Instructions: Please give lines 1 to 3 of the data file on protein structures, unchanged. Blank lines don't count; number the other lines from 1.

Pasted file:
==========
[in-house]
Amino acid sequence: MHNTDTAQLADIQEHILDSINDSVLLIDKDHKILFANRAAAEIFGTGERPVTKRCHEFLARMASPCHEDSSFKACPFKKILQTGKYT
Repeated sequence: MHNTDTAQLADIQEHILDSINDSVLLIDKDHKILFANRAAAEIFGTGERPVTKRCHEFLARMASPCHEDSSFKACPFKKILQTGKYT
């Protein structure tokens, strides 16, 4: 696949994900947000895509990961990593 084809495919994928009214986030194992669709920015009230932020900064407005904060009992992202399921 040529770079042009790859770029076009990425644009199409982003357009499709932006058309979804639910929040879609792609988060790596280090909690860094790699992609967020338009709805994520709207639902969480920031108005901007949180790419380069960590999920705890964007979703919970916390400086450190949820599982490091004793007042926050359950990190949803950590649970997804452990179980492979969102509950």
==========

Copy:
[in-house]
Amino acid sequence: MHNTDTAQLADIQEHILDSINDSVLLIDKDHKILFANRAAAEIFGTGERPVTKRCHEFLARMASPCHEDSSFKACPFKKILQTGKYT
Repeated sequence: MHNTDTAQLADIQEHILDSINDSVLLIDKDHKILFANRAAAEIFGTGERPVTKRCHEFLARMASPCHEDSSFKACPFKKILQTGKYT